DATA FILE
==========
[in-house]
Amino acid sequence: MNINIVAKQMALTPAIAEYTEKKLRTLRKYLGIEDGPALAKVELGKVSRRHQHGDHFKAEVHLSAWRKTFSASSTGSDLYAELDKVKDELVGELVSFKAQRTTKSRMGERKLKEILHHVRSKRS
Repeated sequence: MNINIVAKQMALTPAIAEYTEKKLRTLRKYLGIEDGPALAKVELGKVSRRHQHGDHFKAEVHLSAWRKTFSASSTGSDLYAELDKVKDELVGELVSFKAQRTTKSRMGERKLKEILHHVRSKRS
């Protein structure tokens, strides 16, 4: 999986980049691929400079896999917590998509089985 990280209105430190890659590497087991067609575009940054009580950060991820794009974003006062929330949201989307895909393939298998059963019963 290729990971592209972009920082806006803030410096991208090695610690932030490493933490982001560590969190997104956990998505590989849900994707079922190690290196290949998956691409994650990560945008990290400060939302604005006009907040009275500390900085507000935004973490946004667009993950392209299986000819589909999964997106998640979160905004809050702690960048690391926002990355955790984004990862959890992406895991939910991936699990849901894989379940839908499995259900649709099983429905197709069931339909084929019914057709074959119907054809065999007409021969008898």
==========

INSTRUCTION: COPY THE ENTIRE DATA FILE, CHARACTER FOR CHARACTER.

[in-house]
Amino acid sequence: MNINIVAKQMALTPAIAEYTEKKLRTLRKYLGIEDGPALAKVELGKVSRRHQHGDHFKAEVHLSAWRKTFSASSTGSDLYAELDKVKDELVGELVSFKAQRTTKSRMGERKLKEILHHVRSKRS
Repeated sequence: MNINIVAKQMALTPAIAEYTEKKLRTLRKYLGIEDGPALAKVELGKVSRRHQHGDHFKAEVHLSAWRKTFSASSTGSDLYAELDKVKDELVGELVSFKAQRTTKSRMGERKLKEILHHVRSKRS
């Protein structure tokens, strides 16, 4: 999986980049691929400079896999917590998509089985 990280209105430190890659590497087991067609575009940054009580950060991820794009974003006062929330949201989307895909393939298998059963019963 290729990971592209972009920082806006803030410096991208090695610690932030490493933490982001560590969190997104956990998505590989849900994707079922190690290196290949998956691409994650990560945008990290400060939302604005006009907040009275500390900085507000935004973490946004667009993950392209299986000819589909999964997106998640979160905004809050702690960048690391926002990355955790984004990862959890992406895991939910991936699990849901894989379940839908499995259900649709099983429905197709069931339909084929019914057709074959119907054809065999007409021969008898």